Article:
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The best new MIDI controllers and sequencers of 2019

(Image credit: Arturia)

The MusicRadar Best in music tech polls received thousands of votes, and we're now rolling out this year's winners. 

In 2019, there are more MIDI controllers and sequencers on the market than ever before. You’ll find keyboards, pads and other devices that look more like they belong in a sci-fi show than a studio.

Here, we present the best new MIDI controllers and sequencers of 2019, as voted for by you, our esteemed users. First up, we have our winner...

1. Arturia KeyLab mk2

(Image credit: Future)

Arturia have a worthy winner here. Keylab MkII is a premium quality keyboard and controller that manages rather successfully to deliver for both DAW and live hardware users alike.

The MkII builds on the connectivity and controls of its predecessor. The clearly zoned top panel has 16 RGB touch and pressure- sensitive pads that can also select or trigger chords (Chord Memory and Chord Transpose modes). There are six transport controls and ten DAW command buttons with nifty magnetic labelling overlays for Logic, Pro Tools, Studio One, Reaper, Ableton Live and Cubase.

Ultimately, It's an operationally intuitive beast with three distinct modes - DAW, Analog Lab and User (there are ten user configurable presets) - selected via dedicated mode buttons in the centre. In use, the Analog Lab mode requires no setting up, while User mode is more open-ended, with full customisation of knobs, faders and buttons including button colours. 

Overall, the KeyLab MkII is an awesome controller keyboard that not only delivers fine playability, but also tackles DAW control and synth editing. Throw in CV capabilities and standalone operation and the price seems entirely justified. 

Read more: Arturia KeyLab mk2 review

2. Native Instruments Komplete Kontrol M32

(Image credit: Future)

As impressed as we were by Native Instruments’ A-Series keyboards for Komplete Kontrol, our one criticism of the range was that the smallest - the 25-key A25 - was too bulky to be considered truly portable, due to its full-size keys and wheels.

Well, we couldn’t really have asked for a more effective follow-up than the 2019 addition to the Komplete Kontrol pantheon: the M32. Delivering almost the exact same functionality as the A-Series, this eminently mobile USB 2.0 bus-powered keyboard manages to squeeze 32 mini keys and the full complement of Komplete Kontrol... controls into its 457x167x50mm, 1.45kg frame.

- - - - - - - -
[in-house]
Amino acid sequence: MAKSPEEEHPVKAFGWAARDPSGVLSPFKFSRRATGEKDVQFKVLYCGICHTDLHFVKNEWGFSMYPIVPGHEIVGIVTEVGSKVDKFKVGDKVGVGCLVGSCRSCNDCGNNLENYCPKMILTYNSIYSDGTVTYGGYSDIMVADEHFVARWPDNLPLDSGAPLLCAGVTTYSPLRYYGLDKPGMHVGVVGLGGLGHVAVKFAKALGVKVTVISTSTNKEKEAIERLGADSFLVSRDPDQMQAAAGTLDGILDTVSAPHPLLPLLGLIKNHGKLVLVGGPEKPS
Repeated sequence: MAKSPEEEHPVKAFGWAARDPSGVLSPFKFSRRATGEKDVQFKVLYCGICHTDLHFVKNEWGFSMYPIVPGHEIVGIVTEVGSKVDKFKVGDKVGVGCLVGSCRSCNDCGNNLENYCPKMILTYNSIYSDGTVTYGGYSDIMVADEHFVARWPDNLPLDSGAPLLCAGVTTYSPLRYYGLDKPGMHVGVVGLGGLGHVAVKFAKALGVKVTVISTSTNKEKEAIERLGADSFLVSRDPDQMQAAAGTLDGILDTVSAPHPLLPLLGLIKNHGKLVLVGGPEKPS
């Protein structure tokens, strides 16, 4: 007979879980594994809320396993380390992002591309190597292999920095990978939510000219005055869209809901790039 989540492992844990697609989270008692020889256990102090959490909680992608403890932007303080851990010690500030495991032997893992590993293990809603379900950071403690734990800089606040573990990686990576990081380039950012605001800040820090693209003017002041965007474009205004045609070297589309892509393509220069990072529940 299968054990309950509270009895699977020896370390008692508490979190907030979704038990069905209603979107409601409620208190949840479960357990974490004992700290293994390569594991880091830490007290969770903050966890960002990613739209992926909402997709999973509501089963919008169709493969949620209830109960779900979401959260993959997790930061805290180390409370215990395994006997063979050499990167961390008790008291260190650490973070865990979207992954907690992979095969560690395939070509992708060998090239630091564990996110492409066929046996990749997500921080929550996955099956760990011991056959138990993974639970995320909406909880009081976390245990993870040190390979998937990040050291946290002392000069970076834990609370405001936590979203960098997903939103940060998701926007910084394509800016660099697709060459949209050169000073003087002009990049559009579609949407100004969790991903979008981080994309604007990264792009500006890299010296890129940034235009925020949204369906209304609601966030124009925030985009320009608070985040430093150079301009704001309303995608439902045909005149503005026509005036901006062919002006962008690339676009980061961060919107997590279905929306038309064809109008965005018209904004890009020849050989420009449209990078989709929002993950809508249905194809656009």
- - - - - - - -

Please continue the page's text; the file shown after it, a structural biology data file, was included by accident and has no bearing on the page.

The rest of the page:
The M32 is astonishingly successful in its realisation of an on-the-go Komplete Kontrol.

Read more: Native Instruments Komplete Kontrol M32 review

3. Pioneer DJ Toraiz Squid

(Image credit: Future)

Aimed at producers, Pioneer DJ’s Toraiz line was started in 2016 with the Dave Smith-filter equipped SP-16 sampler/sequencer, followed by the AS-1 monophonic analog synthesizer in 2017. 2019 saw the birth of a third unit, the new Squid sequencer, which, unlike the SP-16, functions purely as a sequencer for other gear with no audio processing of its own.

The fact that the Squid is purely focused on sequencing means that it’s been engineered and designed clearly for that purpose, opening the door to a world of bespoke sequencing options, with new features like Groove Bend and speed modulation putting a new spin on your step sequencing moves.

Read more: Pioneer DJ Toraiz Squid review

4. Akai Force

(Image credit: Future)

Force is an impressive standalone system that can effortlessly handle almost every aspect of electronic music creation, sequencing and performance. Not only can you compose, perform and remix tracks on the fly internally, but you can also trigger, play back and sample all of your external MIDI/CV hardware, making it a true studio hub. 

If you’re willing to commit, Force just might be your new MPC for the modern age. 

Read more: Akai Professional Force review

5. Sensel Morph Buchla Thunder

(Image credit: Sensel)

2019 saw Sensel team up with Buchla to reimagine the original Buchal Thunder instrument interface in a new overlay for its Morph MIDI controller.

The overlay features the same interface layout as the original, but with the added bonus of being MIDI MPE compatible, allowing for control over all manner of hardware and software synths, drum machines and samplers, including DAWs and effects.

Building on the original Thunder’s expressivity, the Morph edition allows you to connect via USB, or Bluetooth and instantly explore sounds through the 27 ‘keys’, without any training or particular playing technique.

Read more: Sensel’s Morph controller now comes with an official Buchla Thunder overlay

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